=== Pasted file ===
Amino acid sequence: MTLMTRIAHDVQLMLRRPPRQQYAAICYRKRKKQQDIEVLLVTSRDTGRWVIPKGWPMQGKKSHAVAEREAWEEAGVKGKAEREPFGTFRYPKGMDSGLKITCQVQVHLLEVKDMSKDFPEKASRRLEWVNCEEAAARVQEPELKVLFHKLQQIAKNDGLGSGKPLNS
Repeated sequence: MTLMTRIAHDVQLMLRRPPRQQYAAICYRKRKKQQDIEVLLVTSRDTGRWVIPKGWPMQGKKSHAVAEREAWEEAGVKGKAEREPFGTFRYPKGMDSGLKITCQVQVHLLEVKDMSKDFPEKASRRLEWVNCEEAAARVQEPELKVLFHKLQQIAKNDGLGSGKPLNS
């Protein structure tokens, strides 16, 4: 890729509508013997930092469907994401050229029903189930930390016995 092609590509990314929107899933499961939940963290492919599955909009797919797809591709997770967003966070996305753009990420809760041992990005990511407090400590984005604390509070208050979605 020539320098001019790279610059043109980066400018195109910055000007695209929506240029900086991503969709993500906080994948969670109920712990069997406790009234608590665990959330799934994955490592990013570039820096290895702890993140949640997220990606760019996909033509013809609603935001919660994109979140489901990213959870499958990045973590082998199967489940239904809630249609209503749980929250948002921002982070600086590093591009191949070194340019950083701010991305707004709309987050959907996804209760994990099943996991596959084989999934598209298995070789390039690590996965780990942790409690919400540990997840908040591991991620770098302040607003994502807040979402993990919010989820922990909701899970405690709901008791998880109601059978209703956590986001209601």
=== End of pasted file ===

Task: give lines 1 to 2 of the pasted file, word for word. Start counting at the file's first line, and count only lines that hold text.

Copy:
Amino acid sequence: MTLMTRIAHDVQLMLRRPPRQQYAAICYRKRKKQQDIEVLLVTSRDTGRWVIPKGWPMQGKKSHAVAEREAWEEAGVKGKAEREPFGTFRYPKGMDSGLKITCQVQVHLLEVKDMSKDFPEKASRRLEWVNCEEAAARVQEPELKVLFHKLQQIAKNDGLGSGKPLNS
Repeated sequence: MTLMTRIAHDVQLMLRRPPRQQYAAICYRKRKKQQDIEVLLVTSRDTGRWVIPKGWPMQGKKSHAVAEREAWEEAGVKGKAEREPFGTFRYPKGMDSGLKITCQVQVHLLEVKDMSKDFPEKASRRLEWVNCEEAAARVQEPELKVLFHKLQQIAKNDGLGSGKPLNS